Gene Transcription Signatures Predict Survival After Tamoxifen, CAF Chemotherapy

Share this content:
Next generation whole-genome expression analysis with RNA sequencing (NGS) identified gene-expression biomarkers.
Next generation whole-genome expression analysis with RNA sequencing (NGS) identified gene-expression biomarkers.

SAN ANTONIO—Next generation whole-genome expression analysis with RNA sequencing (NGS) identified gene-expression biomarkers associated with survival among postmenopausal women with estrogen receptor-positive (ER+), node-positive breast cancer treated with tamoxifen or tamoxifen plus cyclophosphamide, dozorubicin (Adriamycin), and fluorouracil (CAF) chemotherapy, according to findings from a transcriptome expression analysis of the phase 3 SWOG-8814 trial, presented at the 2015 San Antonio Breast Cancer Symposium.1

Unique genes, functional gene clusters, pathways, and “metagenes” of functionally closely related gene groups, “including previously unreported signatures,” were identified, reported lead author Kathy S. Albain, MD, of Loyola University in Chicago, IL.

Metagenes prognostic for better disease-free survival among women treated with tamoxifen involved transcription regulation, regulation of metabolic processes and, less strongly, regulatory metagenes involved in other cellular processes, Dr Albain reported.

“Distinct metagenes and pathways were very informative for good versus poor prognosis in the tamoxifen-alone arm,” she reported. “ESR1-low plus proliferation-high metagene signatures were associated with more early DFS events, whereas proliferation-high [metagene signatures] best predicted greater risk for later events.”

Disease-free survival over 10 years among women in the tamoxifen-only arm was predicted by a 5-metagene model. That model offered “excellent long-term DFS” prediction in women treated with tamoxifen, dichotomously categorizing patients as either high- and low-risk (P = .002), Dr Albain said. In contrast, genes were “discovered for prediction of chemotherapy benefit only in the first 5 years.”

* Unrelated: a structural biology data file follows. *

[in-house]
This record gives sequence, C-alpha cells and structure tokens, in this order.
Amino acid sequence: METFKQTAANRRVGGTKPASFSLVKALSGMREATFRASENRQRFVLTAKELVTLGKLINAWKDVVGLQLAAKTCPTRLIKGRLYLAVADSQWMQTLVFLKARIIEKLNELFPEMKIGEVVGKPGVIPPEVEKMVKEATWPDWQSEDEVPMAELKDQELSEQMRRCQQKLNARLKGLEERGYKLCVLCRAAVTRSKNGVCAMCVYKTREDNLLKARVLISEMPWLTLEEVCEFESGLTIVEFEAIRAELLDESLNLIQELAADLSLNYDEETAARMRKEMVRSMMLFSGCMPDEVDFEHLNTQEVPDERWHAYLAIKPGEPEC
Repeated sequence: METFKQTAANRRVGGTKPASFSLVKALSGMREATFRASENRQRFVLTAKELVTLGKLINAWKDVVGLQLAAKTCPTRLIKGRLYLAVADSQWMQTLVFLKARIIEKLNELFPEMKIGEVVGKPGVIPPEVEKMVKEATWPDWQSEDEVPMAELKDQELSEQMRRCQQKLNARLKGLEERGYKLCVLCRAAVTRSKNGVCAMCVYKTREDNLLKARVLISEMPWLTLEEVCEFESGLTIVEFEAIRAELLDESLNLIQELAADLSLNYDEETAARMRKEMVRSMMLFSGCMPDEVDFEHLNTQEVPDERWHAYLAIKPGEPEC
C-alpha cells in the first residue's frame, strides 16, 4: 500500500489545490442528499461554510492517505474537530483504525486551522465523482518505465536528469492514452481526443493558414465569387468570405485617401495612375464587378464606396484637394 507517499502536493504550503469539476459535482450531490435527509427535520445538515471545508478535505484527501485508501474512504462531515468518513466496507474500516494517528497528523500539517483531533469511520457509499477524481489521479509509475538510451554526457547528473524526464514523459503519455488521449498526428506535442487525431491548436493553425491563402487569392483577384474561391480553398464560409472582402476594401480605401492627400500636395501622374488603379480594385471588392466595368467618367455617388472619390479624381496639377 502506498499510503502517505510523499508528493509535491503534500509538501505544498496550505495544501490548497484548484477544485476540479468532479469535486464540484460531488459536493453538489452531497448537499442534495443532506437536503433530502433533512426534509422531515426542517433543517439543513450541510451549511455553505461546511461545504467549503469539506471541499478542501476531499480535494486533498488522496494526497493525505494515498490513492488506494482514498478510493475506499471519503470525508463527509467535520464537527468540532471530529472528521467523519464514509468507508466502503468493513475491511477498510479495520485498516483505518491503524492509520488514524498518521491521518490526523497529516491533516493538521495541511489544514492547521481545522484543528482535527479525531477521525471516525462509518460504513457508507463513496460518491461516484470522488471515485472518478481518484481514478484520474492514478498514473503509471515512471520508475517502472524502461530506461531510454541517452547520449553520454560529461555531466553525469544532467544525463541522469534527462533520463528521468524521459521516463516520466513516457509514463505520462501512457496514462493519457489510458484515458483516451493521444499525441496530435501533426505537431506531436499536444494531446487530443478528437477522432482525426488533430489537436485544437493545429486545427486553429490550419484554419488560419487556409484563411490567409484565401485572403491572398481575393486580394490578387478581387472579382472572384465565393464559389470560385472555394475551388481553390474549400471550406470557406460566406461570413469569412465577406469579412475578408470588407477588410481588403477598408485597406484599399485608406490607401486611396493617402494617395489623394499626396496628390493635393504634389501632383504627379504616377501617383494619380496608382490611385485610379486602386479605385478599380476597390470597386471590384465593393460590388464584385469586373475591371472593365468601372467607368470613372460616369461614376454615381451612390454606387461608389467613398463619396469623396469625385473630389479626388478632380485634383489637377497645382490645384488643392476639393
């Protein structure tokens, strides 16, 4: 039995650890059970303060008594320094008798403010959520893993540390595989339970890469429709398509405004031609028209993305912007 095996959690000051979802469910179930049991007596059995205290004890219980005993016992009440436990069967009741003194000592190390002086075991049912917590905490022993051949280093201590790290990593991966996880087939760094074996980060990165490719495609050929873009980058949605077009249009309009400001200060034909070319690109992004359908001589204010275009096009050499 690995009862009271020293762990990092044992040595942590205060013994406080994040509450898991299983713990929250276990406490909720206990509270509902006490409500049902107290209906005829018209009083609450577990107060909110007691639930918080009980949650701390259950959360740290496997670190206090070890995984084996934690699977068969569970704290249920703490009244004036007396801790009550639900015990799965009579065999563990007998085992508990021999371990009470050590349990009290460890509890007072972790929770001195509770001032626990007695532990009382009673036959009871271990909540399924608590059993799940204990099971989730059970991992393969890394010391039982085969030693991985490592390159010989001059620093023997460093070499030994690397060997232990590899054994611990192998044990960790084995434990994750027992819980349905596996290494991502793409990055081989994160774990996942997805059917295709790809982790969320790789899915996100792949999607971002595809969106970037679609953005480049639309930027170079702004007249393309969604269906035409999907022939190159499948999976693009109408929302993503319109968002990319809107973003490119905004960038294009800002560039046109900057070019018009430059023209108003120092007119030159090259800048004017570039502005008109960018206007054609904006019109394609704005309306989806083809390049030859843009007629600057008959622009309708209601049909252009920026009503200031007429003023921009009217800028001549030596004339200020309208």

The 5-metagene signature “defined excellent prognosis for patients on tamoxifen alone, despite positive nodes,” she said.

A separate 3-metagene model differentiated patients who would benefit more from chemotherapy or tamoxifen alone, over 10 years of follow-up. “Chemotherapy is inferior to tamoxifen in the 3-metagene low-risk group, but is superior to tamoxifen in the high-risk subgroup,” she said.

If the findings are validated, the gene signatures could identify patients with “excellent DFS despite positive nodes for endocrine therapy alone as well as others for whom chemotherapy and/or biologics are also required,” she added.

The study utilized 142 tumor samples from women treated with tamoxifen alone, and 212 samples from women treated with tamoxifen plus CAF.

RELATED: S-1 Prolongs Survival Compared With Taxanes for Treatment of Metastatic Breast Cancer

To identify novel prognostic genes and gene expression clusters that might help identify patients at risk of early and late relapse, and to predict the benefit of CAF among these patients, the researchers analyzed stored RNA from SWOG-8814A participants. Gene sequencing and mRNA expression was analyzed for relationships to disease-free survival. “Gene Ontology, Cytoscape, pathway and hierarchical clustering were used for functional gene and metagene analyses,” Dr Albain concluded.

Reference

  1. Albain KS, Crager MR, Barlow WE, et al. Molecular predictors of outcome on adjuvant CAF plus tamoxifen (T) vs T in postmenopausal patients (pts) with ER+, node+ breast cancer – Transcriptome expression analysis of the phase III trial SWOG-8814. Oral presentation at: San Antonio Breast Cancer Symposium 2015; December 10, 2015; San Antonio, TX.